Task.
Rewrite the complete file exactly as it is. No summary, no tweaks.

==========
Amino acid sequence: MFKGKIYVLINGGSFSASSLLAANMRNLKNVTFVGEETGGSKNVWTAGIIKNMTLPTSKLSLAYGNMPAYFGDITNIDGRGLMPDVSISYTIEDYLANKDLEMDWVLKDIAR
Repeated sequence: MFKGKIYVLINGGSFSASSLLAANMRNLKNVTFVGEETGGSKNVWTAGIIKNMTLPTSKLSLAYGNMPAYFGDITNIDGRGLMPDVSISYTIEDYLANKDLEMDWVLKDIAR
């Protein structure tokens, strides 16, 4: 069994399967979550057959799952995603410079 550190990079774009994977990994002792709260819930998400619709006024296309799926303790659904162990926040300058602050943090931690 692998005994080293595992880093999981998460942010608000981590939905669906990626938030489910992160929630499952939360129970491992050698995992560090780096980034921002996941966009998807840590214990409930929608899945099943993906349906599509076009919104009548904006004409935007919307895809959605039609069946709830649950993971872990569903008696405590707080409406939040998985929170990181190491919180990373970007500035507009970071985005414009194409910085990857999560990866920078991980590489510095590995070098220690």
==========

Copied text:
Amino acid sequence: MFKGKIYVLINGGSFSASSLLAANMRNLKNVTFVGEETGGSKNVWTAGIIKNMTLPTSKLSLAYGNMPAYFGDITNIDGRGLMPDVSISYTIEDYLANKDLEMDWVLKDIAR
Repeated sequence: MFKGKIYVLINGGSFSASSLLAANMRNLKNVTFVGEETGGSKNVWTAGIIKNMTLPTSKLSLAYGNMPAYFGDITNIDGRGLMPDVSISYTIEDYLANKDLEMDWVLKDIAR
């Protein structure tokens, strides 16, 4: 069994399967979550057959799952995603410079 550190990079774009994977990994002792709260819930998400619709006024296309799926303790659904162990926040300058602050943090931690 692998005994080293595992880093999981998460942010608000981590939905669906990626938030489910992160929630499952939360129970491992050698995992560090780096980034921002996941966009998807840590214990409930929608899945099943993906349906599509076009919104009548904006004409935007919307895809959605039609069946709830649950993971872990569903008696405590707080409406939040998985929170990181190491919180990373970007500035507009970071985005414009194409910085990857999560990866920078991980590489510095590995070098220690």